UN condemns Chad rebel attack

Green light for France to support government as rebels renew assault on capital.

    The French military has been helping foreign citizens flee the fighting in Ndjamena [AFP]

    The rebels are seeking to topple Idriss Deby, Chad's president.

    An initial French draft had called on UN members to support Deby "by all necessary means", but the final wording was changed to satisfy Russian objections to what was seen as a reference to military aid.
    Speaking before the Security Council issued its statement, Nicolas Sarkozy, the French president, said France and the EU would send troops only with the council's approval.
    "We must avoid a conflict in Chad by supporting the legitimate government," Sarkozy said during a visit to Bucharest.
    "In no region should weapons be a way to come to power."

    But Bernard Kouchner, the French foreign minister, said Ndjamena was under government control for now and he did not foresee French troops entering combat.


    "We do not have the intention of putting French troops on alert more than they already are and of launching military operations," he said in Paris.

    Renewed shelling
    There were reports of renewed shelling on Monday in Chad, as rebels returned to the city.
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    Inside Ndjamena the scene was "bloody and chaotic", one aid worker was quoted by the Associated Press as saying.
    Aid agencies also said that hundreds of civilians had been injured by stray bullets.
    There has been no indication of the toll from the two days of fighting but Medecins sans Frontieres, the international medical organisation, said it had operated on about 50 people in the capital.
    The French military, which has been flying foreigners from Ndjamena to Gabon, said on Monday under 300 foreign nationals were still waiting to be evacuated from the capital.
    Rebel offensive
    The rebels first attacked Ndjamena on Friday.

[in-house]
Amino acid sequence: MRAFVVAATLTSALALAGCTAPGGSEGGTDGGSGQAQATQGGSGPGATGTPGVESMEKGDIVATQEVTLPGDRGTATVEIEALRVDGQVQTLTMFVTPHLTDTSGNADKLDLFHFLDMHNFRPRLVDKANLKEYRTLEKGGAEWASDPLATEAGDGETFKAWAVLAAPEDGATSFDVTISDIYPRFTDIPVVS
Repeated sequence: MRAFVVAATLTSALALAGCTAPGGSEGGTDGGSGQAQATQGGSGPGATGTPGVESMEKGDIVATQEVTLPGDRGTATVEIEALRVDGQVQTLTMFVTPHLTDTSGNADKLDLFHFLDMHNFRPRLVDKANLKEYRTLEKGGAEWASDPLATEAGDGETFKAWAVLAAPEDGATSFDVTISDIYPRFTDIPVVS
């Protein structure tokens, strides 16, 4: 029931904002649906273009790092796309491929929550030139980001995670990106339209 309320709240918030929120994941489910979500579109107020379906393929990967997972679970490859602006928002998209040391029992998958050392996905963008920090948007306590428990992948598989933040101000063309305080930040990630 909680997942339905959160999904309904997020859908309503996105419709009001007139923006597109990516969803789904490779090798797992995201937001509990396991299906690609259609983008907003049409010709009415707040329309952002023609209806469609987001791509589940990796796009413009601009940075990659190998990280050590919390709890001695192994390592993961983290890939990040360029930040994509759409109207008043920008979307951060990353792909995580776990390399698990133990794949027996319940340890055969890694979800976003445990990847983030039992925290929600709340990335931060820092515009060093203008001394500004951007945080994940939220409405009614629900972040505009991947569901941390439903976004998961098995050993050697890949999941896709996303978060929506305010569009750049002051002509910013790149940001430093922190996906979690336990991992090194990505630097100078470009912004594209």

A force of 1,000-1,500 fighters, equipped with pickup trucks mounted with machine guns, arrived on the capital's outskirts after a three-day push across the desert from Chad's eastern border with Sudan.
    Profile: Chad




    President Idriss Deby seized power in a Libyan-backed coup in 1990

    He went on to win the Chad's first two 
    multi-party elections in 1996 and 2001

    A ceasefire signed between Deby and four rebel groups in October recently collapsed

    The largest rebel group, the Union of Forces for Democracy and Development, is led by a former minister who accuses Deby of corruption

    Click here for more on Chad's spiral into conflict

    They penetrated the city early on Saturday, reportedly trapping Deby in his palace.
    The government launched a counterattack on Sunday and the rebels pulled back that evening in what they said was a tactical withdrawal to give Ndjamena's inhabitants a chance to flee.
    Analysts fear the fighting could broaden into a wider regional conflict.
    Monday's UN statement also urged "all states in the region ... [to respect] their common border".
    Some Chadian officials have charged that Sudan supported rebel attacks on a town close to Sudan's Darfur region, though Khartoum has denied any involvement.
    The US said on Monday that it had warned the Sudanese government to stop any support it might be giving the rebels.
    "We've gone directly to very high levels of the Sudanese government to say that if there is any support ... to these rebels, that should end immediately," Sean McCormack, the US state department spokesman, said.
    For years Chad and Sudan have accused each other of supporting rebel groups in each others territory.

    SOURCE: Al Jazeera and agencies


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